Critics of private companies participating in municipal water management recently celebrated the 10-year anniversary of the United Nations General Assembly, including a commitment to “fight(ing) water privatization” in their official declaration that “water and sanitation are fundamental human rights.”
While private sector participation in public sector infrastructure should always be carefully monitored and managed to protect taxpayers’ interests, demanding that private actors exit the areas of public water and sanitation management is not only short-sighted but also makes it more difficult for governments to provide affordable water and sanitation services.
Critics of water privatization point out that shortsightedness in the 20th century led most government leaders to see clean water as a “limitless resource available to all,” but this mentality has necessitated the need for substantial innovation in the municipal water space. Replacing aging infrastructure, complying with extensive regulatory oversight, expanding capacity for new developments, detecting and fixing breaks and leaks, diverting stormwater, and extracting valuable resources from wastewater are just a few of the adjustments municipalities have made.
When locales cannot engage private entities to help manage these changes, municipalities are left retaining the risks of doing so alone.
Governments are usually ill-equipped to manage all the changes and risks that come up while operating and maintaining water-related systems by themselves. Years of deferred maintenance in water infrastructure means that needed improvements will be costly, especially when you consider the federal and state-level environmental mandates that systems need to comply with. According to a 2012 report from the American Water Works Association, over $1 trillion is needed over the next 25 years for merely expanding infrastructure for growing populations and replacing components past their useful life.
The private sector has offered innovative solutions to better manage the risks of operating public water systems and will continue to provide them. Profit motives in the municipal water sector are not a moral wrong that needs to be corrected. Rather, the private sector can often provide a lifeline for governments trying to walk the tightrope of balancing affordability and reliability.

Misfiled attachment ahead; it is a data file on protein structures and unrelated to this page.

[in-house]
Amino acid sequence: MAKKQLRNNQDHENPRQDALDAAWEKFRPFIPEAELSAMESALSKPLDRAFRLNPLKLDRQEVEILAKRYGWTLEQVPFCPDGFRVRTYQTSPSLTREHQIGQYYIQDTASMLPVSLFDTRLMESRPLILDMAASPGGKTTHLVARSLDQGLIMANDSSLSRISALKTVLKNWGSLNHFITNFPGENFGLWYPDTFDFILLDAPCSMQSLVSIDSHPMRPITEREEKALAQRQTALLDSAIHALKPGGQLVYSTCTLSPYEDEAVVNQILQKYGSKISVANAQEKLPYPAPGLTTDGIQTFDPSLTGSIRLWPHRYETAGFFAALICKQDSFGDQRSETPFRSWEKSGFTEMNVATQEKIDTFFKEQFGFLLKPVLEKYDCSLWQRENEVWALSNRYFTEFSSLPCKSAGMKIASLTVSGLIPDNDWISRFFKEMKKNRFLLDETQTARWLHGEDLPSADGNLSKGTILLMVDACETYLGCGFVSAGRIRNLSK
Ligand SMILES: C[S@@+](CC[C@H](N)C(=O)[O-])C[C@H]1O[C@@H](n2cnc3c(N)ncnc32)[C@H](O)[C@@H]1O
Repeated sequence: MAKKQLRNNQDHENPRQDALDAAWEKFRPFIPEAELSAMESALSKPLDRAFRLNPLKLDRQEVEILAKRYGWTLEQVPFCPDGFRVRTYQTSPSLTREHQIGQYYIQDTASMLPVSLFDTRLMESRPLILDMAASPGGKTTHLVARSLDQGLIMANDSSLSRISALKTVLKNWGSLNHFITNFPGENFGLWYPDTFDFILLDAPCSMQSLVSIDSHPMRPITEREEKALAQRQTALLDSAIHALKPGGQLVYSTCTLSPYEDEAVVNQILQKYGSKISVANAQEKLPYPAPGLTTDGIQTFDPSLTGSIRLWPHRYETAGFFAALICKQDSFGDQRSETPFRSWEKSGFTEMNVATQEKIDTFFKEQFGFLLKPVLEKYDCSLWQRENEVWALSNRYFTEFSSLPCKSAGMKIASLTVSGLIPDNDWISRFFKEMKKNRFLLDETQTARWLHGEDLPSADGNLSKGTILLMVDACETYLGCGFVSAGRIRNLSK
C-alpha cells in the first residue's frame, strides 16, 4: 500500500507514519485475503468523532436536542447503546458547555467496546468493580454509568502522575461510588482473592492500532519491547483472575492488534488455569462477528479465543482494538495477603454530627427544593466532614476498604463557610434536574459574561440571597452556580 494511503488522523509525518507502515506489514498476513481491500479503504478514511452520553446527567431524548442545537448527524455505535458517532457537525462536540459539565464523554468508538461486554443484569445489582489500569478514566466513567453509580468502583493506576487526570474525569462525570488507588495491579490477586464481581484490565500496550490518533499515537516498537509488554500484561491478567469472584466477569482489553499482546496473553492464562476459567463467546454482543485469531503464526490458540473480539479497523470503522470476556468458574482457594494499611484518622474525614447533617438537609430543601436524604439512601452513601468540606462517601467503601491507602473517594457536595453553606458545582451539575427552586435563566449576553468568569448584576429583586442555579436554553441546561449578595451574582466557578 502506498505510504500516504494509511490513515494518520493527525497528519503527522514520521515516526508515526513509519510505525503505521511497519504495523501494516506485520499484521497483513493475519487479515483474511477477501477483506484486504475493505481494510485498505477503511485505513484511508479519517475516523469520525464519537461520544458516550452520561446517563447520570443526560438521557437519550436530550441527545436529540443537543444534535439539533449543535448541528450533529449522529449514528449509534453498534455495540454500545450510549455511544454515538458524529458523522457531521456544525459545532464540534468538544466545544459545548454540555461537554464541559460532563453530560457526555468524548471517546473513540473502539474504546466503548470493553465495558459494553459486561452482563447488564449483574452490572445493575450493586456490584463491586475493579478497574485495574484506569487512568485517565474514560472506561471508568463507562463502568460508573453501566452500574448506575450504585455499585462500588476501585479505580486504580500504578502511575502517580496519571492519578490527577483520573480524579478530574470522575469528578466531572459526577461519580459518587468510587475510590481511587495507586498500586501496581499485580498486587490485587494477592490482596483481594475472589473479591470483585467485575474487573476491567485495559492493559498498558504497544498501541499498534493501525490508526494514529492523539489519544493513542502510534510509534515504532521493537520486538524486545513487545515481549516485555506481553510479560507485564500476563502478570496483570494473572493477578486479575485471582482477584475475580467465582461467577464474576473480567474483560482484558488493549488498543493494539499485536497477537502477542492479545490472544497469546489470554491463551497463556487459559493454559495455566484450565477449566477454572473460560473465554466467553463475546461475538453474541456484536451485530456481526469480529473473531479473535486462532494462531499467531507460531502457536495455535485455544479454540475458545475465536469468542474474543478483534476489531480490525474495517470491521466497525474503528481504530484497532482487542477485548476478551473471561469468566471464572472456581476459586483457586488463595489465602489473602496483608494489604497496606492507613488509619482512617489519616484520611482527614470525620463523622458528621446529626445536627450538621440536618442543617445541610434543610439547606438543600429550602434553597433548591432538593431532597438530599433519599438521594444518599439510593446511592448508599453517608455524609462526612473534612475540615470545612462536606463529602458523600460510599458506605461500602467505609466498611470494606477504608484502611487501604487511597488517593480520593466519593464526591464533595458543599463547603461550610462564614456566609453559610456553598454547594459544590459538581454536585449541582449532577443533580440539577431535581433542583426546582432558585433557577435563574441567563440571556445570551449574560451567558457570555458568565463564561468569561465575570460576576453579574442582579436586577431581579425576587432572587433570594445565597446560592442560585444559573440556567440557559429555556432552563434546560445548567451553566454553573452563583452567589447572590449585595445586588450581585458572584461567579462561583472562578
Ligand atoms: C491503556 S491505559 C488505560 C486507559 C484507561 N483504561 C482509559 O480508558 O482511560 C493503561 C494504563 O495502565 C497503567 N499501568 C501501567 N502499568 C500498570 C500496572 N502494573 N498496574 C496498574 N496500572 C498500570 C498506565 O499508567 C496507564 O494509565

Public Works Financing’s June 2017 issue identified many cities, both large and small, that have benefitted from contracting with the private sector for water infrastructure projects. The publication found Tampa saved an estimated $85 million on a 15-year water public-private partnership, as well as saving 50 percent compared to its in-house costs over a 30-year deal on their desalination plant. Seattle saved a combined $120 million on separate projects entered into 1998 and 2001, with savings of 47 percent and 31 percent over in-house services, respectively. Bessemer, Alabama, saved a reported $100 million on the 20-year project it entered into in 1997. And Pawtucket, Rhode Island, saved $37 million on its 20-year water project. Nassau County, New York, expects $378 million in savings just from contracting out operations and maintenance for 20 years.
Even when cost savings are not reported, many of the largest cities in the U.S. have chosen to contract out water and wastewater infrastructure operation and maintenance, as well as to rely on privately-operated (and sometimes, owned) treatment plants and other facilities for wastewater, sludge treatment and other complementary services. Atlanta, Baltimore, New Orleans, Philadelphia, Phoenix, and San Diego are a few of the cities that have done so.
While it may be true that water privatization and outsourcing can frequently come with initially increased rates for consumers—as companies step in to address decades of undercharging and deferred maintenance, rate hikes are typically needed to start to repair and improve the water systems, whether they are in public or private hands.
Typically, long-term concessions and leases of water systems to private companies are designed to minimize rate hikes through effective use of capital and maintenance schedules. Counterfactually, a lack of access to private capital and resources is likely to result in even higher rates since resources for agencies limit the extent to which a long-term “lifecycle” approach to infrastructure can be adopted. By transferring the risks of financing, maintenance, operation, and repair to outside entities in long-term contracts that incentivize effective performance, government agencies can sometimes soften the sticker shock of costly improvements over time, keeping infrastructure in consistently good operating condition — as opposed to deferring maintenance and fixing things as they break.
Undoubtedly, supplying every citizen with clean water, regardless of ability to pay, is a noble goal, but denying the private sector participation makes it unrealistic many financially-strapped governments will be able to meet that goal over the long-term. Maintaining the delivery of clean water, the sanitary diversion of wastewater, and the safe diversion of stormwater for citizens in an efficient manner is not simple or without considerable cost.
Declaring water and sanitation “human rights” is easy. Building, funding, maintaining, and operating those water systems are more complicated. Denying municipalities the option of working with private sector leaders in the industry just makes effective water infrastructure management costlier and more difficult, which ultimately hurts customers and taxpayers.